MINNEAPOLIS — June 11, 2012 — The American Swedish Institute is preparing for its much-anticipated Grand Öpening celebration on June 30 — the first public opportunity to view Minneapolis’ newest landmark, ASI’s 34,000 square fooot Carl and Leslie Nelson Cultural Center addition. The opening of the Nelson Cultural Center positions the museum squarely as a significant cultural center for the region — a gathering place to experience the unexpected in Nordic arts, music, cuisine, craft and culture.
Everyone is invited to the free festivities at ASI on Saturday, June 30, from 11 a.m. until 9 p.m. The Turnblad Mansion, Nelson Cultural Center and newly landscaped grounds will be the backdrop for activities including ABBA impersonators and an ABBA sing-along; the opening of an exhibit by world-renowned tapestry artist Helena Hernmarck; glass blowing, woodcarving and felting demonstrations; and remarks by luminaries including Swedish Ambassador to the United States H.E. Jonas Hafström, Minneapolis Mayor R.T. Rybak, Dr. Ford Bell, President and CEO of the American Association of Museums, and Bruce Karstadt, ASI President and CEO, and the Honorary Consul General of Sweden in Minneapolis.
Throughout the day visitors will enjoy music and dance performances, culminating with a 7 p.m. concert by Nordic Faroe Islands musical guests Yggdrasil, a genre-bending free jazz to classical ensemble; and Eivør Duo, an up-and-coming modern indie folk rock group who will be featured in Kennedy Center’s Nordic Cool series in 2013.
The revelry will also include a jumpy castle; a dress-up photo booth; story times and face-painting; as well as educational seminars on green building techniques used in the new Nelson Cultural Center. Nordic-inspired and other foods, sweets, and locally sourced beverages will also be available.
“We are thrilled to be opening our new front door to the neighborhood and the city after ten years of planning and building,” said Bruce Karstadt, ASI’s President and CEO and Honorary Consul General of Sweden in Minneapolis. “With this expansion we are officially an even more remarkable place to experience the unexpected in Nordic arts, music and culture.”
The Nelson Cultural Center’s innovative design and handcrafted, Swedish-inspired detailing embrace Nordic values—including respect for nature and quality materials, as well as for the environment, through energy conservation and sustainable building practices. Designed to achieve the United States Green Building Council’s LEED Gold rating, the center features a sloping green roof and a geothermal system for heating and cooling.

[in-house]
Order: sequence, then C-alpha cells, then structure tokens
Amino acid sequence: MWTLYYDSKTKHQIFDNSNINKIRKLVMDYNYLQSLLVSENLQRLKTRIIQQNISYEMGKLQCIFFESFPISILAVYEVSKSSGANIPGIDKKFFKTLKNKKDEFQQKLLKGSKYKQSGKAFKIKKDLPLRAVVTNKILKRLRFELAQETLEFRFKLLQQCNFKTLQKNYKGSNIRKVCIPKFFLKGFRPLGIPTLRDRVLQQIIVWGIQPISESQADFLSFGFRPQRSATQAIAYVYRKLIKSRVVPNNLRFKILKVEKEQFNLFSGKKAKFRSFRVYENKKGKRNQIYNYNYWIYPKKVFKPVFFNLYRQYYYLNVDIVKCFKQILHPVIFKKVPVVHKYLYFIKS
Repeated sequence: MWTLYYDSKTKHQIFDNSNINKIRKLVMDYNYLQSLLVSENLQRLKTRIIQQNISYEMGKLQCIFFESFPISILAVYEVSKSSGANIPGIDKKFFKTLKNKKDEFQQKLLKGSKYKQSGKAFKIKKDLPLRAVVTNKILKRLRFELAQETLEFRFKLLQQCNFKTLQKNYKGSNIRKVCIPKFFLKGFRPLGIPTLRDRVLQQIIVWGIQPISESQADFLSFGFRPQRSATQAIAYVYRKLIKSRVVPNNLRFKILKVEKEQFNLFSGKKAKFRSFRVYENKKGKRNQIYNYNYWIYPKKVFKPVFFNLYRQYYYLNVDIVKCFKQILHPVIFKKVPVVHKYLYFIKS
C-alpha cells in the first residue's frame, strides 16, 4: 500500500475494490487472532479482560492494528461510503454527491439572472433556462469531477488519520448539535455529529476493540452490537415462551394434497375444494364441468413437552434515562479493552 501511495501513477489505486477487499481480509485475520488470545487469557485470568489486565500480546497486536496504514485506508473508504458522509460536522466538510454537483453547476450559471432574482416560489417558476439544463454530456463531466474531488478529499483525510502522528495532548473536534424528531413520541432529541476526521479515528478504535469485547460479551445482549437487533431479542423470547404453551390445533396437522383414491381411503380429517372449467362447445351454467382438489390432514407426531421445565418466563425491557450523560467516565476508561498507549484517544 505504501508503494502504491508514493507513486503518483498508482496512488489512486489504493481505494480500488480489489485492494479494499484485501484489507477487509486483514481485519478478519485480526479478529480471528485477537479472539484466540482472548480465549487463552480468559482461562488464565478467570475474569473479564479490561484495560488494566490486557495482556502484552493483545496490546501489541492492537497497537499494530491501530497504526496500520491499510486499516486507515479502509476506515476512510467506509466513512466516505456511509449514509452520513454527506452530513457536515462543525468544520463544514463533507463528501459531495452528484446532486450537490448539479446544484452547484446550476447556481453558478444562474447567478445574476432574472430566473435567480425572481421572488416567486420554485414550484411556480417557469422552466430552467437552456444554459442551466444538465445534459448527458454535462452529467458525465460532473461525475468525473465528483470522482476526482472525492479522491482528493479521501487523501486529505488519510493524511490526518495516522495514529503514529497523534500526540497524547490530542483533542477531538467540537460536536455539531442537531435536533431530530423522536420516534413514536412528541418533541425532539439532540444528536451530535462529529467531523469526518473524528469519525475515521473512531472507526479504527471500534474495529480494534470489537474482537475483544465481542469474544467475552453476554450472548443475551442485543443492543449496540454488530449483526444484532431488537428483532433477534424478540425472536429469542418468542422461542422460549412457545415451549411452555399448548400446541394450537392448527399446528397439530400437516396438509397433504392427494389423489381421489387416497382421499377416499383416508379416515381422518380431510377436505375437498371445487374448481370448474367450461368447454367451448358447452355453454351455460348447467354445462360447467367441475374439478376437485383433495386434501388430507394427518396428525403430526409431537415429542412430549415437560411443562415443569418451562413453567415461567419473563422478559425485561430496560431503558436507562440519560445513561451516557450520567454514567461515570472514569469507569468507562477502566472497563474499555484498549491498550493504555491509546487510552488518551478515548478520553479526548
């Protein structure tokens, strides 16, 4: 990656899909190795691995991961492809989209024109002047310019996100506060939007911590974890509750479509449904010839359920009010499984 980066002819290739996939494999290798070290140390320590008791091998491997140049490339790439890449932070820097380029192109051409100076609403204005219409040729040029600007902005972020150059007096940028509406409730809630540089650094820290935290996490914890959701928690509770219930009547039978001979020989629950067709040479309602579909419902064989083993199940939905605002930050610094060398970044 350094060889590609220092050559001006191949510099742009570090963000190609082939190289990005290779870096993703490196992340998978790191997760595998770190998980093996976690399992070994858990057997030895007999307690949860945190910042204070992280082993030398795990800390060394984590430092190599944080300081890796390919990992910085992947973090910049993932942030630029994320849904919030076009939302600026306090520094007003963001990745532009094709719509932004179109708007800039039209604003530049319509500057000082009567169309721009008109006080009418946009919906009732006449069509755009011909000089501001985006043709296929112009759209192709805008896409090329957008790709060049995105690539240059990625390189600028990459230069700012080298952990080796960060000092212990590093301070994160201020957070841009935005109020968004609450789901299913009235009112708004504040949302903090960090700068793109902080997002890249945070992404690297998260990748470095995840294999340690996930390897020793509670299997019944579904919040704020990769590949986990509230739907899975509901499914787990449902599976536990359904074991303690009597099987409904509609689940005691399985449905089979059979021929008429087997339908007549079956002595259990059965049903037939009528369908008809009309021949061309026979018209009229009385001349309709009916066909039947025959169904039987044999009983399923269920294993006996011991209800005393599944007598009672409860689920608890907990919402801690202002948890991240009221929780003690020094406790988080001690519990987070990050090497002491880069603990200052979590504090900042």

Features of the new Nelson Cultural Center include FIKA, a new cafe featuring quick bites and sit-down Nordic inspired cuisine, coffee and pastries; new museum shop space; a flexible event space seating 300 for a lecture or concert, or 225 for dinner; a glass-enclosed reception commons; new galleries for traveling and ASI-originated exhibits; a large studio and crafts workshop; and expanded spaces for meetings, events and community gatherings.
On Saturday, Oct. 6, Their Majesties King Carl XVI Gustaf and Queen Silvia of Sweden will visit the American Swedish Institute to formally dedicate the Nelson Cultural Center.
The new construction is located on Park Avenue, south of the Turnblad Mansion, and is connected by a link and new elevator/stairway circulation tower, with a courtyard between the buildings. The center’s slate exterior is designed to echo the Mansion’s roof and complement the light limestone of the structure. From the interior entrance of the Nelson Cultural Center, two-story windows frame views of the Mansion. The project also includes extensive exterior additions: a large plaza area for festivals and neighborhood gatherings, improved parking and other major landscaping upgrades. Renovations to the lower level of the Turnblad Mansion and connected 1983 addition, were completed in 2011.
HGA Architects and Engineers, Minneapolis, designed the Nelson Cultural Center and surrounding landscaping. The Tegra Group, Minneapolis, provided project management expertise; and Adolfson & Peterson Construction, Minneapolis, built the facility.
The Center also includes office space for Gustavus Adolphus College, St. Peter, Minn. The College’s office suite in the Center will give Gustavus a presence in the Twin Cities area for outreach to alumni and prospective students, and for educational programming.
The June 30 ASI Grand Öpening celebration is planned to be a zero-waste event, with the help of local non-profit Eureka Recycling, whose mission is to demonstrate that waste is preventable. Other event sponsors include Wells Fargo, Lucid Brewing, Vinocopia, Thousand Hills Cattle Company, and the Minneapolis Building and Construction Trades Council.
The American Swedish Institute (ASI) is a vibrant arts and cultural organization, museum, and historic home located at 2600 Park Avenue near downtown Minneapolis. ASI attracts more than 65,000 people each year for tours of the landmark 1908 Turnblad Mansion, exhibits, classes and events that connect the community to contemporary Nordic culture and cultural heritage. Founded in 1929 by Swedish immigrant newspaper publisher Swan J. Turnblad, ASI serves as a gathering place for people to share stories and experiences around universal themes of tradition, migration, craft and the arts, all informed by enduring ties to Sweden. For more information, including museum and restaurant hours, visit http://www.asimn.org.